Comment: Quasars are an interesting topic. A separate thread will be started to summarize the new observations concerning quasars after the thread to discuss the new observations concerning galaxy formation and evolution anomalies. One of the key anomalies that might be related to explaining the quasar clustering paradox is the fact that quasars do not exhibit time dilation. Other distant time varying objects such a super nova exhibit time dilation. I will start a separate thread to discuss quasars after the thread on disc galaxies.


http://arxiv.org/abs/1211.6256v1

Large Scale Quasar Groups
...A Large Quasar Group (LQG) of particularly large size and high membership has been identified in the DR7QSO catalogue of the Sloan Digital Sky Survey. It has characteristic size (volume1/3) ~ 500 Mpc (proper size, present epoch), longest dimension ~ 1240 Mpc, membership of 73 quasars, and mean redshift z = 1.27.

...This new, huge LQG appears to be the largest structure currently known in the early universe. Its size suggests incompatibility with the Yadav et al. scale of homogeneity for the concordance cosmology, and thus challenges the assumption of the cosmological principle. ...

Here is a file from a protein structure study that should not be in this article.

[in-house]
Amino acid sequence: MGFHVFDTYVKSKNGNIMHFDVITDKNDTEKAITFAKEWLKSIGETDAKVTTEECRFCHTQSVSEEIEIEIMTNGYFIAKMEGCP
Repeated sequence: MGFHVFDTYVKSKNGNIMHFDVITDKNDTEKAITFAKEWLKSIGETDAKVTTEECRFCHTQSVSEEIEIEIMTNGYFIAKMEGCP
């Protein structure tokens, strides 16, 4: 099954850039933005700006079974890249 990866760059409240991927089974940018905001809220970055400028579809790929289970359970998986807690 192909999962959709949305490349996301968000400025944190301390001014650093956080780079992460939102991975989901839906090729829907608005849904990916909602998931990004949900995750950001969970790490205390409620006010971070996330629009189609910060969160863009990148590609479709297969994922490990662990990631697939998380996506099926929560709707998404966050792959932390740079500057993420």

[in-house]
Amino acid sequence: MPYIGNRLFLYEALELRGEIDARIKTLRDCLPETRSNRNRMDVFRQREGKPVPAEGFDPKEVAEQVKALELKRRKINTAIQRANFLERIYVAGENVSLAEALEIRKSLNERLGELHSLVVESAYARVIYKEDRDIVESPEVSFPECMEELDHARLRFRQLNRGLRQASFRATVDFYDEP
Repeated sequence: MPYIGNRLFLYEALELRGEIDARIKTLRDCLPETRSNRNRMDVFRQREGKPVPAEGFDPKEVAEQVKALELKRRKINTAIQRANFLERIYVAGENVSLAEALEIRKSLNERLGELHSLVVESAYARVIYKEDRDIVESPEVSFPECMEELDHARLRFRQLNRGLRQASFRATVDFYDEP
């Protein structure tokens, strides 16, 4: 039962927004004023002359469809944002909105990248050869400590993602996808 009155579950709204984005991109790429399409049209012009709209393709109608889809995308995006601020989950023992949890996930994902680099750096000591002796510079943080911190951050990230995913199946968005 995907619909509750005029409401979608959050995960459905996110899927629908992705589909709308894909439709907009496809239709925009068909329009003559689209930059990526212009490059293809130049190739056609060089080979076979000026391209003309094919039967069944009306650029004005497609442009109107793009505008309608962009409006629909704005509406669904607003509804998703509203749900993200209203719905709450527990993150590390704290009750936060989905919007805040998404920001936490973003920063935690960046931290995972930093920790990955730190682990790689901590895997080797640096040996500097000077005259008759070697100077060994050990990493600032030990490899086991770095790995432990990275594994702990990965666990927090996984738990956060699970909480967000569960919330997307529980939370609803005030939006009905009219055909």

...We can estimate the masses of these main and branch sets from their CHMS volumes by assuming that ... ... We find that the mass contained within the main set is~ 4.8 × 10^18M⊙ and within the branch set is ~ 1.3 × 10^18M⊙. Compared with the expectations for their volumes these values correspond to mass excesses of ~2.6 × 10^18M⊙ and ~ 0.8 × 10^18M⊙ respectively. The total mass excess is then ~3.4 × 10^18M⊙, equivalent to ~ 1300 Coma clusters (Kubo et al. 2007), ~50 Shapley superclusters (Proust et al. 2006), or ~ 20 Sloan Great Walls (Sheth & Diaferio 2011).


This is a link to the preprint of the published 2010 paper.
http://arxiv.org/abs/1004.1824
This the link to the published 2010 paper.
http://onlinelibrary.wiley.com/doi/10.1111/j.1365-2966.2010.16581.x/abstract